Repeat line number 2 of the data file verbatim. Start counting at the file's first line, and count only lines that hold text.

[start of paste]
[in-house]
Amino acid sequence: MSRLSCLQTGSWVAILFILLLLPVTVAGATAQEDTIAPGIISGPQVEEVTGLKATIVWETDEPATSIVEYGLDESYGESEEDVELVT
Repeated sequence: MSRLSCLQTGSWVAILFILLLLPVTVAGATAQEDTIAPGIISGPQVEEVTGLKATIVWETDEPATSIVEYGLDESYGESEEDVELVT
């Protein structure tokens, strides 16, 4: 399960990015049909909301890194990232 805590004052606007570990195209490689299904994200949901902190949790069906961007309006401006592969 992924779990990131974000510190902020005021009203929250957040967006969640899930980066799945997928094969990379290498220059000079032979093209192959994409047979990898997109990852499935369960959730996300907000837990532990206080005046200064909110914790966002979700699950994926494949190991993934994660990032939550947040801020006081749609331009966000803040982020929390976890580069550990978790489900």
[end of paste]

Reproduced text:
Amino acid sequence: MSRLSCLQTGSWVAILFILLLLPVTVAGATAQEDTIAPGIISGPQVEEVTGLKATIVWETDEPATSIVEYGLDESYGESEEDVELVT